Lifehacks from a longevity expert who just died at age 105


Originally published at:


Goodbye and Godspeed Dr Hinohara.


• Be born with excellent genetics


#1- have that famed Japanese longevity genetics.

  • Be rich, or at least well-off.


he helped many others achieve long lives by popularizing annual medical checkups


Authors’ conclusions

General health checks did not reduce morbidity or mortality, neither overall nor for cardiovascular or cancer causes, although the number of new diagnoses was increased. Important harmful outcomes, such as the number of follow-up diagnostic procedures or short term psychological effects, were often not studied or reported and many trials had methodological problems. With the large number of participants and deaths included, the long follow-up periods used, and considering that cardiovascular and cancer mortality were not reduced, general health checks are unlikely to be beneficial.

Since annual checkups are not free, I would argue that they likely constitute a waste of limited resources that could be used better treat people in other ways. People sure do like them though and that has some value.


If I were my list, I would add:

Not everyone lives a long life. Be ready to let go at all times, without a fuss. Whatever is left undone will either be taken care of, or no longer matter.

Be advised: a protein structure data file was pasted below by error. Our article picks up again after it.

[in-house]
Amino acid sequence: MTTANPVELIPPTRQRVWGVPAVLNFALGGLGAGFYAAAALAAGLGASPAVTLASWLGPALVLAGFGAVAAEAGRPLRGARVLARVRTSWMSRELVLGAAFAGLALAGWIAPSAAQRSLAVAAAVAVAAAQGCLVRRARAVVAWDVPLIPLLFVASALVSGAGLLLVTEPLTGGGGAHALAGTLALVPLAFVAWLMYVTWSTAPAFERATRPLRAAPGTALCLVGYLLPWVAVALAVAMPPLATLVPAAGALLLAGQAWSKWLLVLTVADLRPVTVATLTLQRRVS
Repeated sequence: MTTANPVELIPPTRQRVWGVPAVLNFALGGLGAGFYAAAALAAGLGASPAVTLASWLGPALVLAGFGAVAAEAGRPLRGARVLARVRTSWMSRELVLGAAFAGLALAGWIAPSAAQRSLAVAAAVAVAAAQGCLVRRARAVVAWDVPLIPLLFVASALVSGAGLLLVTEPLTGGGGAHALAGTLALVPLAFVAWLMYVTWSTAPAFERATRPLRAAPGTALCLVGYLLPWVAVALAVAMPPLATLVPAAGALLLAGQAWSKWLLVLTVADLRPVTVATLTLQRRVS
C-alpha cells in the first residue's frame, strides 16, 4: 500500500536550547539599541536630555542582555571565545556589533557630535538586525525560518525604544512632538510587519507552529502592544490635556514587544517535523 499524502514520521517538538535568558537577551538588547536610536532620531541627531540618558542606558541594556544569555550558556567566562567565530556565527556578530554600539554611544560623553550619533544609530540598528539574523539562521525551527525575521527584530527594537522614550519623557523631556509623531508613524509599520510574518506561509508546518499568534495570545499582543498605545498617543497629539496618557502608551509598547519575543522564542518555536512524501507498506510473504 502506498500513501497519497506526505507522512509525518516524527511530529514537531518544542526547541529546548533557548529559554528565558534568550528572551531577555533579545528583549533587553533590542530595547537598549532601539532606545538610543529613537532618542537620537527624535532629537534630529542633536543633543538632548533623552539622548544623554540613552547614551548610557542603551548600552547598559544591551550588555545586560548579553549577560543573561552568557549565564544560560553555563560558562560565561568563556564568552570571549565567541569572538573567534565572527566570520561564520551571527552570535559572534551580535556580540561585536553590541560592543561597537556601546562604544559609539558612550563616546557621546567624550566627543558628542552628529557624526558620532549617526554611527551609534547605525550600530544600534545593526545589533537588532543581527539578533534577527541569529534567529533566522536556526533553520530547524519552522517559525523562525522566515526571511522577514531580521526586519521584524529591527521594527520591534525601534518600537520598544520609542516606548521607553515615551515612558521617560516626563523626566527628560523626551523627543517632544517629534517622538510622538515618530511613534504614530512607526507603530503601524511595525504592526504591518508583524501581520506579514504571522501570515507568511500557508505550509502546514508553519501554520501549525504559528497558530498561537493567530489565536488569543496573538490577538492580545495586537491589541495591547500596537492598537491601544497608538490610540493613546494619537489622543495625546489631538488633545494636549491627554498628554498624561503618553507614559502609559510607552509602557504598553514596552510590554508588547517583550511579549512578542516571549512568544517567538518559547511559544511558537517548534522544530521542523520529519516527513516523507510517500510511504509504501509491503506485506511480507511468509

George Burns broke the century mark after decades of subsisting primarily on gin and cigars.

Though I guess that would count as a “simple diet.”


Not only that, I can’t seem to find it now but I’m sure I read an interview of another scientist studying longevity containing the quote “he laughed nervously then said if you really want to live a long life, stay the hell away from doctors”.


I don’t think it’s just genetics… When I spent a year Japan, because of the daily walking needed to get to the nearest station and then again at your destination - a couple of times a day (approximately 1 hr total) I found myself slimming down, probably 30 lbs within a couple of months. The food is generally healthier, more fish and veg, and smaller portions than in North America, though I didn’t make any conscious choice about diet changes.


I feel like “except at border crossings” would be a valuable inclusion here.

(Source: My last Spring Break road trip)


From what I’ve seen, genetics has far more to do with longevity than lifestyle. That said, eating a balanced diet, stretching and remaining active are worth doing because they make whatever time you have more satisfying, not because they’ll tack years onto your telomeres.


Diet and exercise certainly is a factor. But you can eat well and exercise and still die early. My dad is in great shape for his age and active and almost keeled over last month from heart attack.

Then you can have people who drink, smoke, and do other risky behaviors and just won’t die. Genetics certainly is one of the dominating factors to how long you will live.

Many parts of Europe also has areas conductive to more walking and better diets, but they don’t have as high of a life expectancy.


Mine begin and end with this sage advice.

Poop, and poop often.


For example: Keith Richards


Oh man, I’m going to live to like […]* 200…

*Sorry, had to freshen up…


Pro tip: do not die.


It ain’t made out’a gold, so get rid of it.


I’m sorry, is there a part of the list missing? There is nothing about how much time you can spend online.


Pretty sure all the chemicals he put in his body has resulted in some sort of mummification.